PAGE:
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|1958 Football Highlights
Cleveland's Bobby Mitchell and Michigan's Jim Pace led the College All-Stars to a 35-19 victory over the 1957 NFL-champion Detroit Lions in Chicago, Illinois, on August 15. The All-Stars were coached by Otto Graham.
Paul F. Dietzel of Louisiana State University was named Football Coach of the Year in a Football Writers Association of America poll reported on December 13.
The National Football League drew a record 3,006,124 paid fans during the 1958 regular season.
The West beat the East in the Pro Bowl National Football League All-Star Game in Los Angeles, California, on January 12.
The Baltimore Colts clinched the Western Conference Championship on November 30 by defeating the San Francisco 49ers, 35-27.
On December 21 the New York Giants defeated the Cleveland Browns, 10-0, in a playoff for the Eastern Conference Championship.
The Baltimore Colts won the National Football League Championship on December 28 by beating the New York Giants 23-17 in "sudden death" overtime before a crowd of 64,185 in New York's Yankee Stadium; it was the first time a championship game had evergone into overtime. The Colts were behind 17-14 when Steve Myhra kicked a tying field goal, with only 7 seconds left in the game. The Giants received the ball in overtime, but were forced to punt. The Colts made a long march downfield for the winning touchdown, a 1-yard plunge by Alan Ameche, which came in the ninth minute of overtime. The game was watched by one of the largest television audiences ever to watch a sports event and rewarded the winning Colts with $4,718.77 per player, while each of the losing Giants drew $3,111.33; both shares were records.
The National Collegiate Athletic Association adopted the first change in scoring since 1912. It voted to give two points for a conversion scored on a run or a pass and one point when made on a placement or drop kick. The attempted conversion under the new rule would begin 3 yards from the goal line instead of 2.
Another change permitted a player to re-enter a game once in each quarter.
Time-outs were reduced to four per team per each half.
A new blocking rule caused much contoversy. Under the revision, a player was permitted to use only one hand and arm in making contact with a rival instead of using both arms and both hands as before.
Under another revision, when a free kick, usually a kickoff, went out of bounds, the kciking team was penalized five yards and allowed to kick again.
The last rule change said that ineligible receivers (center, guards, and tackles) would be allowed down field as soon as the ball was thrown on a pass. The previous rule did not allow ineligible receivers to cross the line of scrimmage until an eligible receiver had touched the ball.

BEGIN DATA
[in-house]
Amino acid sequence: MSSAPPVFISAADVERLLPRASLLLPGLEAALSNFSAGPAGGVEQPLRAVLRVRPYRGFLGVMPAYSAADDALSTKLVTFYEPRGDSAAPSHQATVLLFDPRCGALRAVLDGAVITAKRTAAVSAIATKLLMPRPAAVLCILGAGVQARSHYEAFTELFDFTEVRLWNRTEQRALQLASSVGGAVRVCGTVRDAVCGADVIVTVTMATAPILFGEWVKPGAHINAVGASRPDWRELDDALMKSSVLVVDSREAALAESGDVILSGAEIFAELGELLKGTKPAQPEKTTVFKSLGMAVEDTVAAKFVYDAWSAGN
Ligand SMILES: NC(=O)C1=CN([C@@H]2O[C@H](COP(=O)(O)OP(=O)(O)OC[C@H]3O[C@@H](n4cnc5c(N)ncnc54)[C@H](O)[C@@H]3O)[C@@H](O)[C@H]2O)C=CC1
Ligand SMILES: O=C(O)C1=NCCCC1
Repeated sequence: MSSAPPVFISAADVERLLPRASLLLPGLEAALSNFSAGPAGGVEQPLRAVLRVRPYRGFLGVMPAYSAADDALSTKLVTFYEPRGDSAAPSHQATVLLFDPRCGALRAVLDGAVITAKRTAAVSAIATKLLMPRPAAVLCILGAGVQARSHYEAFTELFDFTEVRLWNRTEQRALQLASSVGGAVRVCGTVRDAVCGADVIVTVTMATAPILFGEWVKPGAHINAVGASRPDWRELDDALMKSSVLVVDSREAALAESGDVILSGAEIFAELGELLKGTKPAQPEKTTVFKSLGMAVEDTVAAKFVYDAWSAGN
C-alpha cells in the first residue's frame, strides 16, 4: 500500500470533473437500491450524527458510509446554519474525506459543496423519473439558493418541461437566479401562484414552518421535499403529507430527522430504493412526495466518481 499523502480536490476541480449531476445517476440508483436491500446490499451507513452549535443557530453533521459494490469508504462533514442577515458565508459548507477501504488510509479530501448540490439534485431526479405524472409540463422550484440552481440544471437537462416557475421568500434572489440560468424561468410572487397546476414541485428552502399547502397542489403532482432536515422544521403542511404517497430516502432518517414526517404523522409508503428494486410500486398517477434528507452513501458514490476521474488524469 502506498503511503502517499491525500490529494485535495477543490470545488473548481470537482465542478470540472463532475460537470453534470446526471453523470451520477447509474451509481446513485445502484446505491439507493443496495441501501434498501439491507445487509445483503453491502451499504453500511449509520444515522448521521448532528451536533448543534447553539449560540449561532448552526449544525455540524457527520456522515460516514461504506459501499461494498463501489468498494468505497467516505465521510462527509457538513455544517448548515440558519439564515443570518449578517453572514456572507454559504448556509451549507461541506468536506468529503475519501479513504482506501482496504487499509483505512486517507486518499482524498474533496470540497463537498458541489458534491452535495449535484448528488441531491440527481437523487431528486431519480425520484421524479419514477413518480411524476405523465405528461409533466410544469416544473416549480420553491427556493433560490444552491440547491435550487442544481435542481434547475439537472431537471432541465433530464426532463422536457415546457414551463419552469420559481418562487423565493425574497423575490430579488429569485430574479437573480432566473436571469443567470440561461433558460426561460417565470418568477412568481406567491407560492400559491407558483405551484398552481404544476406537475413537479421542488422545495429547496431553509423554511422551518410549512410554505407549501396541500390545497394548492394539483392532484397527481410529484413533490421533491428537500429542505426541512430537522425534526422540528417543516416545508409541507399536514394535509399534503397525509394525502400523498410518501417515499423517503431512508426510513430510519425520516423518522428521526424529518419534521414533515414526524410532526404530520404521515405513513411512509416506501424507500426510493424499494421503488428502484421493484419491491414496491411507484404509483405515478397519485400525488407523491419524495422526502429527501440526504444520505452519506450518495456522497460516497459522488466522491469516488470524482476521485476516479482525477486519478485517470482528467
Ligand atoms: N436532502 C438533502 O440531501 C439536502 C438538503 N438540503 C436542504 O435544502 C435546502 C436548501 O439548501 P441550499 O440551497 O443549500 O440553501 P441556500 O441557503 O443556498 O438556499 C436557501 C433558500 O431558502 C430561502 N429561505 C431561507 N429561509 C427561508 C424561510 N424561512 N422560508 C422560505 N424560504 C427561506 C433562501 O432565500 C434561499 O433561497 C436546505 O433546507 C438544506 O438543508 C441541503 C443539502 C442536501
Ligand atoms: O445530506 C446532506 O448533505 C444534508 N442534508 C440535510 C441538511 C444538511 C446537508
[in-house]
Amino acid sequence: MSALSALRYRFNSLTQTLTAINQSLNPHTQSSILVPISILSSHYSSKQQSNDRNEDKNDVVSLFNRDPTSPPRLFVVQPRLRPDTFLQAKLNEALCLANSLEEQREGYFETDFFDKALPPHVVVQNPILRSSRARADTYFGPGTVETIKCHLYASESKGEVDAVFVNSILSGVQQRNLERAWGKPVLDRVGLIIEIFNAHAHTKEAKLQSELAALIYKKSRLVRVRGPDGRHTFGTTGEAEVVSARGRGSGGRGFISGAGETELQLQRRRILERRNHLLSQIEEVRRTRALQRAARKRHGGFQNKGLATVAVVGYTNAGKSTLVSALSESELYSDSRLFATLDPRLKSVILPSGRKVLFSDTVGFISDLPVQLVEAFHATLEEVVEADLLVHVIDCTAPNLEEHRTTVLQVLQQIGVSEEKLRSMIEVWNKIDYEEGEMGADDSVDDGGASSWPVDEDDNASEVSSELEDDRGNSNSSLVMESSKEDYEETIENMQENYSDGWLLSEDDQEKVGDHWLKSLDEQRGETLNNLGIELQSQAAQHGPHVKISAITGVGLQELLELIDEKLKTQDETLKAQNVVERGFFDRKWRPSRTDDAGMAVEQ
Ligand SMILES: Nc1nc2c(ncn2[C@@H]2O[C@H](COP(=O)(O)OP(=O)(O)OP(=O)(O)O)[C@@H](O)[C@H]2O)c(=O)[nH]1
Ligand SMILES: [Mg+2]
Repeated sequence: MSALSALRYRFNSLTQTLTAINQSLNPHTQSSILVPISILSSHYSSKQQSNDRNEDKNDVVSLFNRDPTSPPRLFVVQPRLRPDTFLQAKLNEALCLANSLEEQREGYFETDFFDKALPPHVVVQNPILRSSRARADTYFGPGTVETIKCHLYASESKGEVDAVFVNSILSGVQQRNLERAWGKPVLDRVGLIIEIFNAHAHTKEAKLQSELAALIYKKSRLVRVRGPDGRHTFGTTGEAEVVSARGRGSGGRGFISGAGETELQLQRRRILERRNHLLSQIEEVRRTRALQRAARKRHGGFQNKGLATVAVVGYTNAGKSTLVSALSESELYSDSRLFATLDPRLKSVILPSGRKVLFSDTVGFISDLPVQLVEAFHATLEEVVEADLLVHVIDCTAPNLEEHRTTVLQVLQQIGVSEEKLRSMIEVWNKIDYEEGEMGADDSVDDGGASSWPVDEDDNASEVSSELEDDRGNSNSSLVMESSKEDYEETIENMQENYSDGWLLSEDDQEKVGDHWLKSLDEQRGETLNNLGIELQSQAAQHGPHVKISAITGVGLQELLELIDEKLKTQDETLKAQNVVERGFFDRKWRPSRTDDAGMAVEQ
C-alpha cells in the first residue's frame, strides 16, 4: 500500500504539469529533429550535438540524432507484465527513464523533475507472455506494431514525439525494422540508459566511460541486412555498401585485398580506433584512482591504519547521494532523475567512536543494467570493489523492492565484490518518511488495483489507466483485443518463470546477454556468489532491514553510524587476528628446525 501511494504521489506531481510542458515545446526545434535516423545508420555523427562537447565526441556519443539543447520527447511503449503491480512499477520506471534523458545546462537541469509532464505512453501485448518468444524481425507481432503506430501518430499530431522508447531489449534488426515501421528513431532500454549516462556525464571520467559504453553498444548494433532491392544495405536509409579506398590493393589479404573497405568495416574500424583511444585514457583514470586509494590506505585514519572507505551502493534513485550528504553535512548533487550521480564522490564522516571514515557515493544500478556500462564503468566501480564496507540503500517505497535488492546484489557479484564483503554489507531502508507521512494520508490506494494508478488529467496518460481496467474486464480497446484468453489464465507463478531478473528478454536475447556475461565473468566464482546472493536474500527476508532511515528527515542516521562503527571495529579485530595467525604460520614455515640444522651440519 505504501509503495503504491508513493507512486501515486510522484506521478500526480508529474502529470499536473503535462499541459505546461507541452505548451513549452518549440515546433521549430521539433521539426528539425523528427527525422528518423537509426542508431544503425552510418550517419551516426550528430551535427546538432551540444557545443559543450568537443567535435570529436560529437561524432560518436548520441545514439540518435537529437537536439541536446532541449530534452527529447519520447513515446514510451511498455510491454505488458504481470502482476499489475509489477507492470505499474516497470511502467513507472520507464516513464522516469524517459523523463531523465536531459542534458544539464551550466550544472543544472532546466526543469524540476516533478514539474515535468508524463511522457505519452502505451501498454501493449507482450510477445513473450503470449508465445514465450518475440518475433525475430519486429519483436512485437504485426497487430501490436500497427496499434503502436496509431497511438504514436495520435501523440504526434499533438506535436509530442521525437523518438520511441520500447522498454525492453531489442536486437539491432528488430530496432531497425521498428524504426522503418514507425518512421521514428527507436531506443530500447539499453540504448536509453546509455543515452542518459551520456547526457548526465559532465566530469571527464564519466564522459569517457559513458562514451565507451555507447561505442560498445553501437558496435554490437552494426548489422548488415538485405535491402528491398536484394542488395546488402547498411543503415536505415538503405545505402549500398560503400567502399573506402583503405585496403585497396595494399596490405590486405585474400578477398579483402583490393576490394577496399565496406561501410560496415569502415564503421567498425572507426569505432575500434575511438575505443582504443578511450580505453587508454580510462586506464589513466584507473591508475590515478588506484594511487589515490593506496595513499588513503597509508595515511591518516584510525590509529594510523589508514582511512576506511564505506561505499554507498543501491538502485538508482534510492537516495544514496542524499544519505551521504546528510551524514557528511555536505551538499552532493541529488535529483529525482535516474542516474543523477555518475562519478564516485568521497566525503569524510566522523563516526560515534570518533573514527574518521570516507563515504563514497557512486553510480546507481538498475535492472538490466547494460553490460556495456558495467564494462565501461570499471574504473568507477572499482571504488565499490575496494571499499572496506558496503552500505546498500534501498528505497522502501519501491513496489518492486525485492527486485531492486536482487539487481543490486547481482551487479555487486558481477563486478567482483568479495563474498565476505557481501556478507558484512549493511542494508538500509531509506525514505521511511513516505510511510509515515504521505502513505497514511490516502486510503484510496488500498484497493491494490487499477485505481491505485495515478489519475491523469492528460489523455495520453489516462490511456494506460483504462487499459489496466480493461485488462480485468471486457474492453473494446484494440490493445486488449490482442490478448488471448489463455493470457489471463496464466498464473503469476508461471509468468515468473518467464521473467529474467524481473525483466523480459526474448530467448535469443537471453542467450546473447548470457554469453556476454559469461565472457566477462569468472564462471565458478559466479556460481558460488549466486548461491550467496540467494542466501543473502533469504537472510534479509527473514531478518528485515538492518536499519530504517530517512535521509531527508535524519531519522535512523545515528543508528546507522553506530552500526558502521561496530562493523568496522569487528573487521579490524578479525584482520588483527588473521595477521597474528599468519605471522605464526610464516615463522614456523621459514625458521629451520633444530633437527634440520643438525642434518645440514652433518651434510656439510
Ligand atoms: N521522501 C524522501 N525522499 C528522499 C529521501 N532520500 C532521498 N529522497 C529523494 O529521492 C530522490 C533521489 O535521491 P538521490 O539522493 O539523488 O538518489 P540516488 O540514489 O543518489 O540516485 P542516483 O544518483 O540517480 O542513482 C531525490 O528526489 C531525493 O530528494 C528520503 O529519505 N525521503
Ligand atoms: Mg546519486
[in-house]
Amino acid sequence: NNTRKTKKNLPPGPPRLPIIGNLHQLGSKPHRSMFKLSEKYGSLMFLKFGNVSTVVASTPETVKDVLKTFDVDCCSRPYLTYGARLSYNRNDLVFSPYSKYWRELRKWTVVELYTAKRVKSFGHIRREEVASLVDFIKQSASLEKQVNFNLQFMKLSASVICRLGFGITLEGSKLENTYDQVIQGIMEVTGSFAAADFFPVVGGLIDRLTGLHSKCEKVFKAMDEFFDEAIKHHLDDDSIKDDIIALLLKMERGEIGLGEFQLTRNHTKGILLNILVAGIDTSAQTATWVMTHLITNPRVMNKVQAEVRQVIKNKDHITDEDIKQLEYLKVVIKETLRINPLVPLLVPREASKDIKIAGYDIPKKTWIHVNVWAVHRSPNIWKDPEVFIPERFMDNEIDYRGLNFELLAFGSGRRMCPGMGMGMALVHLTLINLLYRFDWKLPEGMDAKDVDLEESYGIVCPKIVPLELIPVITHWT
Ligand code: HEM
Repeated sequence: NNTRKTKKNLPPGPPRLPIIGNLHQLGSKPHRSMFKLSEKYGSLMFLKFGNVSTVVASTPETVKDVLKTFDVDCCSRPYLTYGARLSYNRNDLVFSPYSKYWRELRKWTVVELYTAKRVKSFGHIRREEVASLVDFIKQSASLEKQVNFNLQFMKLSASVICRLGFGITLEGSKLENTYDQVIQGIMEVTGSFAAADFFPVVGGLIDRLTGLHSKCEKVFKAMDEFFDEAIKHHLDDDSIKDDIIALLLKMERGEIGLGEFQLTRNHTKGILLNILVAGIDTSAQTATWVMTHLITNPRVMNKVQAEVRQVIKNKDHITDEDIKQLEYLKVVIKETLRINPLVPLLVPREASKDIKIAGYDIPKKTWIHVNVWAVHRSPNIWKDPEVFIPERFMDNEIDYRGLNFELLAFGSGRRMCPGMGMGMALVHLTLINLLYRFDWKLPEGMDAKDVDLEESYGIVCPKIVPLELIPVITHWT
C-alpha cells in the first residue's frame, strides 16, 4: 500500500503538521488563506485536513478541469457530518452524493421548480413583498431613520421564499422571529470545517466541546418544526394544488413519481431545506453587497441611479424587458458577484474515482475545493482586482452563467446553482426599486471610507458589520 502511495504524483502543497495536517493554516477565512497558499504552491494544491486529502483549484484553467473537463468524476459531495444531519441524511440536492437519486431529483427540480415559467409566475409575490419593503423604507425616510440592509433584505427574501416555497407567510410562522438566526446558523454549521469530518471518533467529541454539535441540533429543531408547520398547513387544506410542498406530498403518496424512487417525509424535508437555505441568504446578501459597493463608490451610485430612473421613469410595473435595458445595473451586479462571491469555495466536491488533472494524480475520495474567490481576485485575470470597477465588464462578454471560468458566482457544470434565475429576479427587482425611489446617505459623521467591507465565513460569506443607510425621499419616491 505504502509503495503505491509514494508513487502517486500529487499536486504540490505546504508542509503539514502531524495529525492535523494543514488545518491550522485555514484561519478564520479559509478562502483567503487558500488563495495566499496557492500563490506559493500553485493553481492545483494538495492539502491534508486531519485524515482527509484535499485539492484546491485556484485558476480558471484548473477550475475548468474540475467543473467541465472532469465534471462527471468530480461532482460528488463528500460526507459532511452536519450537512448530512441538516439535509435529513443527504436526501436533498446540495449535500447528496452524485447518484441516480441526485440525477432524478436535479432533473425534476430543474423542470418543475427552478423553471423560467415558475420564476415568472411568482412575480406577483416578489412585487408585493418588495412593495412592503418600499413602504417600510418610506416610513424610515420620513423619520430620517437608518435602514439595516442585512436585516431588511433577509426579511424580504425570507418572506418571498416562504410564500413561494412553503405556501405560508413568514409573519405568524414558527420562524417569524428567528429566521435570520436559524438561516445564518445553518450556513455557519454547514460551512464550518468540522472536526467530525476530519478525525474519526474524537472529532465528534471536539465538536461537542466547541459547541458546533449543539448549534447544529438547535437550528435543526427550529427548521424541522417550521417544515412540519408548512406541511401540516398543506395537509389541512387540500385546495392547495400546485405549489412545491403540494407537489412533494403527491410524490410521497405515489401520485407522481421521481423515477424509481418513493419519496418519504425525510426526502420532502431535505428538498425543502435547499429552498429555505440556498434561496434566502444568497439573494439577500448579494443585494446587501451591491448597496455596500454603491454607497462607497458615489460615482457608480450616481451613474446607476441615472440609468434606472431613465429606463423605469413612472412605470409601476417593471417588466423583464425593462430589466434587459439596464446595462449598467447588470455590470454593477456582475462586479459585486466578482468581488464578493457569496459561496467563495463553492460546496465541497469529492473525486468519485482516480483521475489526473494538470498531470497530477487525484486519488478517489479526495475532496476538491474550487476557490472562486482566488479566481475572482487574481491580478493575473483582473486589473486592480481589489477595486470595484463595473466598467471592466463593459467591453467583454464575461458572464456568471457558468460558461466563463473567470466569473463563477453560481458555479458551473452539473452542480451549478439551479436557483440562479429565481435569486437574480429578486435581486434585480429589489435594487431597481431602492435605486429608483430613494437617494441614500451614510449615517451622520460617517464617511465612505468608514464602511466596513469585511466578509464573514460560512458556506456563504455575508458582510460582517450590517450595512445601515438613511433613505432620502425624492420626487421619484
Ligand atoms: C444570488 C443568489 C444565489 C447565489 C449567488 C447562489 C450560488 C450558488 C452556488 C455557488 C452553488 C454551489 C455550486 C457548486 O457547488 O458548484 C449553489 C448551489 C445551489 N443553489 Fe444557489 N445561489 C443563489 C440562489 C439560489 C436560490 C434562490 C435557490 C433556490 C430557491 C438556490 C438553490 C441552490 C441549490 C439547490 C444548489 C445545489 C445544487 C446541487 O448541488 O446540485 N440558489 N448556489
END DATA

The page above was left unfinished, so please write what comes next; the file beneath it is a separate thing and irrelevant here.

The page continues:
Bowl Games (played January 1, 1958)
Conference Champions (at end of 1958 season)
Associated Press National Rankings
Louisiana State, which ended the 1958 season undefeated, was named National Champions by the annual Associated Press poll of sports writers and LSU head coach Paul Dietzel was named Coach of the Year.
Post-Season Games (for 1958)
The East, led by Notre Dame fullback Nick Pietrosante, defeated the West, 26 to 24, in San Francisco, California's, annual Shrine Game. Coach Duffy Daugherty of Michigan State led the victors and Pittsburgh back Dick Haley scored the first touchdown with an 84-yard return of the opening kickoff.
Buddy Humphrey of Baylor threw five touchdown passes as the South beat the North, 49 to 20, in the Shrine Game at Miami, Florida. Billy Stacy of Mississippi State scored four touchdowns, three of them on pass receptions. Darrell Royal of Texas and Wade Walker of Mississippi State coached the winners.
Duane Wood of Oklahoma State and Bob Spoon of Purdue led the North to a 16 to 0 victory over the South in the Blue-Gray Game in Montgomery, Alabama. The North was coached by Jack Mollenkopf of Purdue, Tommy Mont of Maryland, and former Maryland head coach Don Faurot.
The Pacific Coast Conference, to be disbanded in June 1959, served notice on August 11 that it would end its contract for a Pacific Coast Conference team to play in the Rose Bowl after the game of January 1, 1960.
Joe Kuharich, Washington Redskins coach and former Notre Dame player, was named Notre Dame head football coach on December 23 to succeed Terry Brennan.
The season's top college stars, based on selection at the first session of the National Football League draft in Philadelphia, included Randy Duncan (Iowa), Alex Hawkins (South Carolina), Boyd Dowler (Colorado), Bill Stacy (Mississippi State), Jerry Wilson (Auburn), James Butler (Vanderbilt), and Ken Beck (Texas A&M).
Robinson Library >> Recreation >> Football >> History
This page was last updated on December 28, 2017.